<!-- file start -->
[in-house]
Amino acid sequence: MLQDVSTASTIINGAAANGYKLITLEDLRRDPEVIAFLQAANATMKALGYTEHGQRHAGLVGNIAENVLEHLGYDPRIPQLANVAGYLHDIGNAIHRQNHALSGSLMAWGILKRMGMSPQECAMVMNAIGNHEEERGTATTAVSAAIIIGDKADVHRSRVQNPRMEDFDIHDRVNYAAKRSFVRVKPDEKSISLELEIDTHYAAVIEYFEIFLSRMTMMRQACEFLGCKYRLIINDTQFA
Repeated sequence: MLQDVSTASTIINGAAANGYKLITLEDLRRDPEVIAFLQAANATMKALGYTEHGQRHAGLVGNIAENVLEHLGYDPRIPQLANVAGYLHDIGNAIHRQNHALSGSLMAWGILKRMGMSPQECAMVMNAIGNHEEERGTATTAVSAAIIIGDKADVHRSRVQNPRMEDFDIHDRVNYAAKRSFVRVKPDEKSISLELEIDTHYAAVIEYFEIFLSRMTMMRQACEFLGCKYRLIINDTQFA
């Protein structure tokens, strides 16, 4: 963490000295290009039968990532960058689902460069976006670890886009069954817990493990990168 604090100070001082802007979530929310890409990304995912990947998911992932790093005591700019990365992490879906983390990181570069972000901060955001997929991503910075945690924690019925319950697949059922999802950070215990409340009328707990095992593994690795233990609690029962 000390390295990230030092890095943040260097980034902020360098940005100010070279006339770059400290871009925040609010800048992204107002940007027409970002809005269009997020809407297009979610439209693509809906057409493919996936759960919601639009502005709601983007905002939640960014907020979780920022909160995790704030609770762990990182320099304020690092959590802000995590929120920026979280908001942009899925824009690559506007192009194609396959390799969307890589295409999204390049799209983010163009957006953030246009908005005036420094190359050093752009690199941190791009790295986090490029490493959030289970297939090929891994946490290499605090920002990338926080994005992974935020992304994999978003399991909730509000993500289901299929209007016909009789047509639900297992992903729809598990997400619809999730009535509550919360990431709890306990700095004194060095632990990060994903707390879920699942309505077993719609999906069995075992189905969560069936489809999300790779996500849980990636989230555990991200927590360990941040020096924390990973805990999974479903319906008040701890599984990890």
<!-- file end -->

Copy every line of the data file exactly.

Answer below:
[in-house]
Amino acid sequence: MLQDVSTASTIINGAAANGYKLITLEDLRRDPEVIAFLQAANATMKALGYTEHGQRHAGLVGNIAENVLEHLGYDPRIPQLANVAGYLHDIGNAIHRQNHALSGSLMAWGILKRMGMSPQECAMVMNAIGNHEEERGTATTAVSAAIIIGDKADVHRSRVQNPRMEDFDIHDRVNYAAKRSFVRVKPDEKSISLELEIDTHYAAVIEYFEIFLSRMTMMRQACEFLGCKYRLIINDTQFA
Repeated sequence: MLQDVSTASTIINGAAANGYKLITLEDLRRDPEVIAFLQAANATMKALGYTEHGQRHAGLVGNIAENVLEHLGYDPRIPQLANVAGYLHDIGNAIHRQNHALSGSLMAWGILKRMGMSPQECAMVMNAIGNHEEERGTATTAVSAAIIIGDKADVHRSRVQNPRMEDFDIHDRVNYAAKRSFVRVKPDEKSISLELEIDTHYAAVIEYFEIFLSRMTMMRQACEFLGCKYRLIINDTQFA
């Protein structure tokens, strides 16, 4: 963490000295290009039968990532960058689902460069976006670890886009069954817990493990990168 604090100070001082802007979530929310890409990304995912990947998911992932790093005591700019990365992490879906983390990181570069972000901060955001997929991503910075945690924690019925319950697949059922999802950070215990409340009328707990095992593994690795233990609690029962 000390390295990230030092890095943040260097980034902020360098940005100010070279006339770059400290871009925040609010800048992204107002940007027409970002809005269009997020809407297009979610439209693509809906057409493919996936759960919601639009502005709601983007905002939640960014907020979780920022909160995790704030609770762990990182320099304020690092959590802000995590929120920026979280908001942009899925824009690559506007192009194609396959390799969307890589295409999204390049799209983010163009957006953030246009908005005036420094190359050093752009690199941190791009790295986090490029490493959030289970297939090929891994946490290499605090920002990338926080994005992974935020992304994999978003399991909730509000993500289901299929209007016909009789047509639900297992992903729809598990997400619809999730009535509550919360990431709890306990700095004194060095632990990060994903707390879920699942309505077993719609999906069995075992189905969560069936489809999300790779996500849980990636989230555990991200927590360990941040020096924390990973805990999974479903319906008040701890599984990890």